Excerpt: “This oblong rectangle imposed on the map–an area that included Sierra Blanca–was subsequently dubbed “The Box.” The Texas legislature passed the so-called “Box Law” by voice vote only days before the end of session in May 1991. Once again, the previous site selection procedures were stripped away. The Box Law repealed the requirement that the dump had to be on public land, the very requirement that has pointed the Authority towards Hudspeth County in the first place. This was necessary because, at that time, the Sierra Blanca site was not public land at all. Most importantly, to prevent another troublesome lawsuit like the Fort Hancock debacle, the Box Law essentially stripped local citizens of the right to sue. It denied them all judicial relief other than an injunction by the Texas Supreme Court itself, and for this unlikely prospect citizens would be required to drive 500 miles to Austin. Yet, as amazing as it sounds, Compact proponents also claim to have the best interests of Sierra Blanca at heart. They claim the Compact will protect local residents because it keeps out waste from states other than Maine and Vermont. They have used this argument again and again, in Sierra Blanca, in the Texas legislature, in the House of Representatives, and they’re using it again in the United States Senate. Supporters of the Compact are trying to have it both ways. When challenged about the environmental justice of targeting Sierra Blanca, they respond that no site has been selected, and environmental justice can only be addressed if and when that ever happens. Then in the same breath they insist that the dump in Sierra Blanca is definitely going forward and the Compact is therefore necessary to protect local residents from outside waste. So which is it? Either the Sierra Blanca dump is a done deal or it’s not. The truth is, the most likely scenario is that the dump will be built in Sierra Blanca if Congress approves this Compact, subject to any legal challenges, but the project will not go forward if Congress rejects the Compact. The claim that the Compact will protect Sierra Blanca makes no sense on its face. The dump is unlikely to be built without congressional consent to this Compact; it does not need to be built; and the Compact would not protect Sierra Blanca in any event. The simple fact of the matter is that the dump will most likely not be if the Compact fails. Governor Bush has made it very clear that the dump will not be built if Congress rejects the Compact. So the argument that Sierra Blanca needs the Compact for protection against outside waste is nonsensical.”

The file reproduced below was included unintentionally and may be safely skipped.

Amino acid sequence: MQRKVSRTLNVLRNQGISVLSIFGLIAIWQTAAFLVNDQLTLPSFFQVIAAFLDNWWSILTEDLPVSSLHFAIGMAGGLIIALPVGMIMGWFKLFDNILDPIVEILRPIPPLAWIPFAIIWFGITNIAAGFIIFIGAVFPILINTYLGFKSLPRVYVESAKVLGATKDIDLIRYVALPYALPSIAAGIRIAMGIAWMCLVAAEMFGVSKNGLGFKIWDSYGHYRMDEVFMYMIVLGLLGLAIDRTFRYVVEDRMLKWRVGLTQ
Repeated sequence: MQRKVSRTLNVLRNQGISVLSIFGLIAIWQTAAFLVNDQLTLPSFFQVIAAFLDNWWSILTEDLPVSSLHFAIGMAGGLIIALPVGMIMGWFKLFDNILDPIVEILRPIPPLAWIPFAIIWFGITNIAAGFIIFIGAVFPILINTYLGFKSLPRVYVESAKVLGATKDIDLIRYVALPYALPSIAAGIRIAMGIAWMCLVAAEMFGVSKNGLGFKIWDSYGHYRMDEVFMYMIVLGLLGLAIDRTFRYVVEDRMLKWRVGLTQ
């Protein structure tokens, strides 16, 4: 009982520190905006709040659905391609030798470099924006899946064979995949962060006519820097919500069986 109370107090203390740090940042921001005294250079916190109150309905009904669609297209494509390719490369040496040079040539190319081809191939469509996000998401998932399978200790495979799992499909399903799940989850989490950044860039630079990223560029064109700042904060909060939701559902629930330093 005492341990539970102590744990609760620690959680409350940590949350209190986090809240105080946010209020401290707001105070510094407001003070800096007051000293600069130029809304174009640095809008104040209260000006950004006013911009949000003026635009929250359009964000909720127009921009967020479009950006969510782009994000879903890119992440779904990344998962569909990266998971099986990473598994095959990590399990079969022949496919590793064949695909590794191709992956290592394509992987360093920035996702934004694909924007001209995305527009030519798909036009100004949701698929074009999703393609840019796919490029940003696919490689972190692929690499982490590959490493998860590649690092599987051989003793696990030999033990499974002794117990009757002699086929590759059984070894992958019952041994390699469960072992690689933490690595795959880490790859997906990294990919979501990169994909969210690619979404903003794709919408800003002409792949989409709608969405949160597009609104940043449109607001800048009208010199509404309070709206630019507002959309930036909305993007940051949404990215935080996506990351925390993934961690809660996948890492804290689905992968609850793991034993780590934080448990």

The following was submitted to record:


The “Texas Low-Level Radioactive Waste Disposal Compact Consent Act”–H.R. 558–does not deserve the support of the United States Congress and should not be ratified by the House. The overwhelming vote in the House Commerce Committee should not lead one to believe this compact is non-controversial. What the Commerce Committee did was vote against the interests of the 2,900 citizens of Texas’ Hudspeth County.”This compact is unlike any other compact previously approved by Congress in that the host state–Texas–is the only state that has proposed to place its compact site on an international border, near the Rio Grande River, in an environmentally sensitive area. “The proposed site, which is the only site being considered by the State, is also a volatile earthquake zone. On April 13, 1995, an earthquake scoring 5.6 on the Richter scale struck the West Texas region. Its epicenter was less than one hundred miles from the proposed site, and the quake was felt by individuals several hundred miles away. Numerous earthquakes have occurred in the area–the largest, 6.4 on the Richter scale in 1931 with its epicenter only 40 miles from the site–and the U.S. Geological Survey has concluded that quakes of 7.5 magnitude could occur at any time along any of the fourteen faults in the immediate vicinity.
Any contamination in Mexico resulting from damage to the disposal facility due to an earthquake will force the United States government to compensate the Mexican government and private citizens for any damages. The siting of this compact in a geologically volatile area should be of considerable importance to this Congress. Proponents claim that the siting of the compact does not violate the La Paz Agreement because the State of Texas has notified the Mexican Government of its decisions throughout the selection process. However, the Agreement clearly calls for a coordinated, cooperative effort to resolve the environmental problems along the border–not to create new ones.” Dissenting View of John Bryant